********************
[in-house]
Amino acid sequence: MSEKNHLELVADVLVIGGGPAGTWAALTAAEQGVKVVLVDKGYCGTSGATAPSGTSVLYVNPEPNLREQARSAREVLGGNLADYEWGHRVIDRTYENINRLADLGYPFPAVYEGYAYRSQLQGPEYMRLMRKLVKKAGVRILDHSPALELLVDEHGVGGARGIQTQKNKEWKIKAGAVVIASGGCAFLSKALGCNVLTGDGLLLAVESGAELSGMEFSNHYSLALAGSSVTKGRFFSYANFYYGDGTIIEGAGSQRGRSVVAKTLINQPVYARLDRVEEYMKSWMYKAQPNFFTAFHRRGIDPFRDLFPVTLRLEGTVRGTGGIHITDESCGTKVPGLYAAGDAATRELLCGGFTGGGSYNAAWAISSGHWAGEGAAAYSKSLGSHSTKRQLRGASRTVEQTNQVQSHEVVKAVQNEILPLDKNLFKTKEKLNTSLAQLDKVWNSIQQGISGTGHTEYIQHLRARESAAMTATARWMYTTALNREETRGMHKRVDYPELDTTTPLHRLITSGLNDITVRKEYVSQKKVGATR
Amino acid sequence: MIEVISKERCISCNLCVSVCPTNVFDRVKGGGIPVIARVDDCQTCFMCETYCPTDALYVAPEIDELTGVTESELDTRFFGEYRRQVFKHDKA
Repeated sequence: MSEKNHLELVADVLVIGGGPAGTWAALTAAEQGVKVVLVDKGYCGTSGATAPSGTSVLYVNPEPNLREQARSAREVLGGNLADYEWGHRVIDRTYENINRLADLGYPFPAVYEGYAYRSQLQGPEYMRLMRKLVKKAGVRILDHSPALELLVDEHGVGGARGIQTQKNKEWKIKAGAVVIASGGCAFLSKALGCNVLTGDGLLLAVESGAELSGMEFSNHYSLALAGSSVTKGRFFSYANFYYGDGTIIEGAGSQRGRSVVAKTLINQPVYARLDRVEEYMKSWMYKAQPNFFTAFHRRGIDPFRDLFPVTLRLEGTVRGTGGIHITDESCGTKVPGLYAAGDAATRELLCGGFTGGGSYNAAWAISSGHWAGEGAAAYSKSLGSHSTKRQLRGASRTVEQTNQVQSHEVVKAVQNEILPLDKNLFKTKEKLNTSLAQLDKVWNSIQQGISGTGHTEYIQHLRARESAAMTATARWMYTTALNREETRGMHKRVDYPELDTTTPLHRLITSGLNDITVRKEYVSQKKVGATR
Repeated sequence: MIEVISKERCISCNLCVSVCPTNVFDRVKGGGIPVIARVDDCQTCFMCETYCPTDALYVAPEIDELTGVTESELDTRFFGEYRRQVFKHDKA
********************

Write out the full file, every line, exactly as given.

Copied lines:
[in-house]
Amino acid sequence: MSEKNHLELVADVLVIGGGPAGTWAALTAAEQGVKVVLVDKGYCGTSGATAPSGTSVLYVNPEPNLREQARSAREVLGGNLADYEWGHRVIDRTYENINRLADLGYPFPAVYEGYAYRSQLQGPEYMRLMRKLVKKAGVRILDHSPALELLVDEHGVGGARGIQTQKNKEWKIKAGAVVIASGGCAFLSKALGCNVLTGDGLLLAVESGAELSGMEFSNHYSLALAGSSVTKGRFFSYANFYYGDGTIIEGAGSQRGRSVVAKTLINQPVYARLDRVEEYMKSWMYKAQPNFFTAFHRRGIDPFRDLFPVTLRLEGTVRGTGGIHITDESCGTKVPGLYAAGDAATRELLCGGFTGGGSYNAAWAISSGHWAGEGAAAYSKSLGSHSTKRQLRGASRTVEQTNQVQSHEVVKAVQNEILPLDKNLFKTKEKLNTSLAQLDKVWNSIQQGISGTGHTEYIQHLRARESAAMTATARWMYTTALNREETRGMHKRVDYPELDTTTPLHRLITSGLNDITVRKEYVSQKKVGATR
Amino acid sequence: MIEVISKERCISCNLCVSVCPTNVFDRVKGGGIPVIARVDDCQTCFMCETYCPTDALYVAPEIDELTGVTESELDTRFFGEYRRQVFKHDKA
Repeated sequence: MSEKNHLELVADVLVIGGGPAGTWAALTAAEQGVKVVLVDKGYCGTSGATAPSGTSVLYVNPEPNLREQARSAREVLGGNLADYEWGHRVIDRTYENINRLADLGYPFPAVYEGYAYRSQLQGPEYMRLMRKLVKKAGVRILDHSPALELLVDEHGVGGARGIQTQKNKEWKIKAGAVVIASGGCAFLSKALGCNVLTGDGLLLAVESGAELSGMEFSNHYSLALAGSSVTKGRFFSYANFYYGDGTIIEGAGSQRGRSVVAKTLINQPVYARLDRVEEYMKSWMYKAQPNFFTAFHRRGIDPFRDLFPVTLRLEGTVRGTGGIHITDESCGTKVPGLYAAGDAATRELLCGGFTGGGSYNAAWAISSGHWAGEGAAAYSKSLGSHSTKRQLRGASRTVEQTNQVQSHEVVKAVQNEILPLDKNLFKTKEKLNTSLAQLDKVWNSIQQGISGTGHTEYIQHLRARESAAMTATARWMYTTALNREETRGMHKRVDYPELDTTTPLHRLITSGLNDITVRKEYVSQKKVGATR
Repeated sequence: MIEVISKERCISCNLCVSVCPTNVFDRVKGGGIPVIARVDDCQTCFMCETYCPTDALYVAPEIDELTGVTESELDTRFFGEYRRQVFKHDKA